Case Study : Dermatology

73. Lichen Planopilaris

Gratefully sourced with permission from Photo Rounds in The Journal of Family Practice

73. Scarring Alopecia in a Woman with Psoriasis

A 57-year-old African American woman came to our dermatology clinic to reestablish care.

She had a long history of plaque psoriasis involving her trunk and extremities.

More recently, she had developed progressive hair loss, which her previous physician had attributed to the psoriasis.

Before this visit, our patient had been treating her psoriasis with topical clobetasol and calcipotriene.

A physical exam revealed multiple welldemarcated, erythematous, scaly plaques consistent with plaque psoriasis on her trunk and extremities.

She also said her scalp was itchy, and we noted significant cicatricial (scarring) alopecia of the scalp, with faint perifollicular erythema, that was predominantly affecting the frontotemporal region (FIGURE).

We performed a scalp biopsy.

Lichen Planopilaris

We suspected that this was not simply a case of plaque psoriasis because psoriasis of the scalp only causes non-cicatricial alopecia.(1)

Biopsy results confirmed that while the patient did have plaque psoriasis on her scalp, there was also evidence of peri-infundibular fibrosis and inflammation at the junction of the epidermis and dermis along the follicular epithelium. These 2 findings are pathognomonic for lichen planopilaris (LPP).

 

Although its exact incidence and prevalence are unknown, LPP appears to be uncommon.(2)

The condition typically presents in adults ages 25 to 70, and is more common in women than in men.(2)

There is no known association between LPP and psoriasis. 

Clinically, LPP manifests as cicatricial hair loss, often in a band-like fashion that can coalesce into larger, reticulated patterns.(1)

In addition to the scalp, LPP can affect other hair-bearing areas, such as the eyelids (lashes, brows), body, axillae, or pubic region.(3,4)

It is typically accompanied by burning and itching, and commonly presents with perifollicular erythema.(1)

Lichen planopilaris is thought to be the result of an immune-mediated lymphocytic inflammatory process that produces follicular hyperkeratosis, surrounding erythema, overlying scale, and, eventually, fibrosis and loss of the hair follicle.(3,5)

 

LPP has 3 variants:

classic LPP, which typically affects the vertex and parietal areas of the scalp;

frontal fibrosing alopecia, which is characterized by frontotemporal hair loss in a band-like pattern (as in our patient’s case); and Graham-Little syndrome, which can include cicatricial alopecia of the scalp and non-cicatricial alopecia of the axillary and pubic areas.(3)

Postmenopausal women appear to be at heightened risk for frontal fibrosing LPP.(4)

Differential diagnosis includes other types of scarring hair loss.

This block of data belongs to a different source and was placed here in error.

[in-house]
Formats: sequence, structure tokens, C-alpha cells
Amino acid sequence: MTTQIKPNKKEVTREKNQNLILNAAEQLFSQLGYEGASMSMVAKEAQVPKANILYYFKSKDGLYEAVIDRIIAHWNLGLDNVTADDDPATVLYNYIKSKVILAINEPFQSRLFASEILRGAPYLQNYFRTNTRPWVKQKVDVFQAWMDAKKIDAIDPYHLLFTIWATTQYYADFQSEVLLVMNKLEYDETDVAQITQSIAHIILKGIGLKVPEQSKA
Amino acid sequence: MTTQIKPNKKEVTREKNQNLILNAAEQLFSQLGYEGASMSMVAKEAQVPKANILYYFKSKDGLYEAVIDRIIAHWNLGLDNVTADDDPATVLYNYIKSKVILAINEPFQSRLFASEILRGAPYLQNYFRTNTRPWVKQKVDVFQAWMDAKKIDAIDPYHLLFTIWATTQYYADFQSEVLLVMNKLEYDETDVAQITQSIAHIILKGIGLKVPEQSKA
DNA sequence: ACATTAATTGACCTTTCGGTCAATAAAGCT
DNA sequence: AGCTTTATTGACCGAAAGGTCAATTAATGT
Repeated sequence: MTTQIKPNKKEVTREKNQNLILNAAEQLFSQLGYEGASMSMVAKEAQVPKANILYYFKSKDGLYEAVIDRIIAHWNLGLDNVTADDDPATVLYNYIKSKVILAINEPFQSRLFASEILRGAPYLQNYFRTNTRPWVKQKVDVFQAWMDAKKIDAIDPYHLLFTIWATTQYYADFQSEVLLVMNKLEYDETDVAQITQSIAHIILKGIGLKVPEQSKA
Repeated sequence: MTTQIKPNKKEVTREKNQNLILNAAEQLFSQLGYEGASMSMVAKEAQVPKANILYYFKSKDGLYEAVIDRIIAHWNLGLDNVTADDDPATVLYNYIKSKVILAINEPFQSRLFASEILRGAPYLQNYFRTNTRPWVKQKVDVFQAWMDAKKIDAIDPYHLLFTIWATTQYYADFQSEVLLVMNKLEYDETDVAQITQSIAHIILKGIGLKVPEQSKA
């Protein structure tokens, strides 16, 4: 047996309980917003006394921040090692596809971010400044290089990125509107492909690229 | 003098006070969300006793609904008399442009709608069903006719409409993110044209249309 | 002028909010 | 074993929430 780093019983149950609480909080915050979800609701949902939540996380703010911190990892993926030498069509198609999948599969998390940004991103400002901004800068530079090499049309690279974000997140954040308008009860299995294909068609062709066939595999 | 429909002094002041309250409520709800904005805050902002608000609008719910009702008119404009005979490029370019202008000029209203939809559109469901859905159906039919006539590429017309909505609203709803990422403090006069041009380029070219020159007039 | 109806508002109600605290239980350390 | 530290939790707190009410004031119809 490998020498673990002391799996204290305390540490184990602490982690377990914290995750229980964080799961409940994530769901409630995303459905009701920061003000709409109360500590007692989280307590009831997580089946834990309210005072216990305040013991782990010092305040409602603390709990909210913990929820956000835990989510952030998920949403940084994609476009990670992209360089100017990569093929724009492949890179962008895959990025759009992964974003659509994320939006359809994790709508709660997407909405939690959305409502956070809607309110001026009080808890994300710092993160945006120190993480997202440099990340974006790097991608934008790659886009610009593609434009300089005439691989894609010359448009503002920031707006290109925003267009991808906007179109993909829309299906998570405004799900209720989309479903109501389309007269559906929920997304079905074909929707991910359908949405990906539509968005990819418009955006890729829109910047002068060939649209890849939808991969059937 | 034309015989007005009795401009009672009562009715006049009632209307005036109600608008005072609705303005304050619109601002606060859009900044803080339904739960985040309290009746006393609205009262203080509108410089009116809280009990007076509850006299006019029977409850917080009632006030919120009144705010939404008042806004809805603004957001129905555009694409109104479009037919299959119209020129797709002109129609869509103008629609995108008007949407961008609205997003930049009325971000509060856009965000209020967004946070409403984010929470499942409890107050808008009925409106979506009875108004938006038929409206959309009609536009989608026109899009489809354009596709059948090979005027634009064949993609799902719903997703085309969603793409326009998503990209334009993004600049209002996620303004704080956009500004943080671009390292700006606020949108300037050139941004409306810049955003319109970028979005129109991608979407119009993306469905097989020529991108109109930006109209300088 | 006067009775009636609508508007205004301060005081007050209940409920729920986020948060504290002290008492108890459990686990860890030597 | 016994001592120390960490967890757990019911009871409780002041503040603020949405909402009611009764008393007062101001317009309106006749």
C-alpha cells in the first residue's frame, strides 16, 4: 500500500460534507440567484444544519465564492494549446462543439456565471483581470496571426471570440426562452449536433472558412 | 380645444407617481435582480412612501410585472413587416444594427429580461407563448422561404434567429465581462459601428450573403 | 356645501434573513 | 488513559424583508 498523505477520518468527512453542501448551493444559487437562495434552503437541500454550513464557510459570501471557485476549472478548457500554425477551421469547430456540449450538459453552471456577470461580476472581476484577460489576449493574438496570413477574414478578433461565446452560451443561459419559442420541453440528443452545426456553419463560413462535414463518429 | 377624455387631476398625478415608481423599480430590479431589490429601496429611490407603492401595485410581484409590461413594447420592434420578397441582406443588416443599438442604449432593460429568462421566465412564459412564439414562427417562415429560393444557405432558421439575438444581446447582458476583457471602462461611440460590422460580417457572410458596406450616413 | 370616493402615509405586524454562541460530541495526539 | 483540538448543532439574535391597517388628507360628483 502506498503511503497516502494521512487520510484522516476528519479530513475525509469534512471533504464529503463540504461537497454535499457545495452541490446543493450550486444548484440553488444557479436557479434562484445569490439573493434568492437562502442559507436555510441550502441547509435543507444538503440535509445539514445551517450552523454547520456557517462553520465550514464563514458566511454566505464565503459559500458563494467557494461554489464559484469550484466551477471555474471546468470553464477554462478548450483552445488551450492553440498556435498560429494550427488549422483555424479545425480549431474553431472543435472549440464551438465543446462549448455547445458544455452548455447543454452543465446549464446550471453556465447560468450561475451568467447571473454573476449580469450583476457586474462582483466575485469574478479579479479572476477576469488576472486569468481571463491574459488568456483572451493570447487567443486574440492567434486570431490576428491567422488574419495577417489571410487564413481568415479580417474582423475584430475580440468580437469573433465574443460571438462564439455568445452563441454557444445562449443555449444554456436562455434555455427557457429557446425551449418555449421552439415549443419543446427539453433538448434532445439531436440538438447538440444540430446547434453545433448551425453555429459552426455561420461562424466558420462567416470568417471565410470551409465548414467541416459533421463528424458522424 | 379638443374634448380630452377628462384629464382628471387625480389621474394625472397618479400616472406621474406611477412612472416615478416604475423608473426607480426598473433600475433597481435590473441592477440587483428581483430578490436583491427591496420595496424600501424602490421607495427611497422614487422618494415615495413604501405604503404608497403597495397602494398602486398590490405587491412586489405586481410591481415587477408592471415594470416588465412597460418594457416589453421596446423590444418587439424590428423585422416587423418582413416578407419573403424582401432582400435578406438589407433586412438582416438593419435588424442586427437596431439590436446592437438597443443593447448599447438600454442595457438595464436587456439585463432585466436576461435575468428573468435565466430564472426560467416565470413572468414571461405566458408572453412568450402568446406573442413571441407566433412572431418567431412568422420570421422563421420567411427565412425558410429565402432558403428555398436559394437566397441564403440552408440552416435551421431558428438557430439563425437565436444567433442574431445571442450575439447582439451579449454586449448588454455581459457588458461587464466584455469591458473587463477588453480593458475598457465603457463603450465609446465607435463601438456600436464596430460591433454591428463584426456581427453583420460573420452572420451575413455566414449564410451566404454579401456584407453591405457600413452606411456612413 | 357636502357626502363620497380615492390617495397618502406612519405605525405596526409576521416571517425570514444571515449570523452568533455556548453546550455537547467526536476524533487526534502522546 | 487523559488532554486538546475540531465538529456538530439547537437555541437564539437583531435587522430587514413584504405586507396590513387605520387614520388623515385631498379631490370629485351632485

The differential diagnosis for LPP includes

  • discoid lupus erythematosus (DLE),

  • central centrifugal cicatricial alopecia (CCCA),

  • folliculitis decalvans,

  • and dissecting cellulitis.(1)

  • CCCA is typically non-inflammatory, but can sometimes have symptoms such as mild itching.

As the name implies, the hair loss associated with this disease starts in the central scalp and works its way centrifugally to the periphery, whereas in LPP, the alopecia can be patchy or diffuse, or can involve only the frontal scalp.(2)

  • Folliculitis decalvans is a form of scarring alopecia characterized by inflammatory perifollicular papules and pustules. Such lesions would not be observed in a patient with LPP.

Bacterial culture will identify Staphylococcus aureus in most patients with untreated folliculitis decalvans.6

  • Dissecting cellulitis presents with tender, fluctuant nodules on the scalp that commonly suppurate and drain.

The scarring hair loss that results could be mistaken for LPP, but a history of active, inflamed, nodular lesions will help to distinguish this condition from LPP.

 

A biopsy is required to confirm the diagnosis of LPP.(2)

A 4 mm punch biopsy should be performed, and optimally, 2 adjacent biopsies are taken so that they can be sectioned both vertically and horizontally.(2)

The biopsy should be done adjacent to a patch of alopecia that still has most of the hair follicles present. This is important because a biopsy of an area of scalp completely scarred with no remaining hair follicles will not demonstrate the pathognomonic patterns of inflammation that will allow for an accurate diagnosis.

In early-stage LPP, histopathology will reveal a lichenoid interface inflammation with hypergranulosis, hyperkeratosis, and hyperacanthosis, whereas in later stages, inflammation may be minimal or absent, with fibrous tracts taking the place of destroyed hair follicles.(7)

 

Steroids have produced the best treatment outcomes

LPP has an unpredictable course.(2)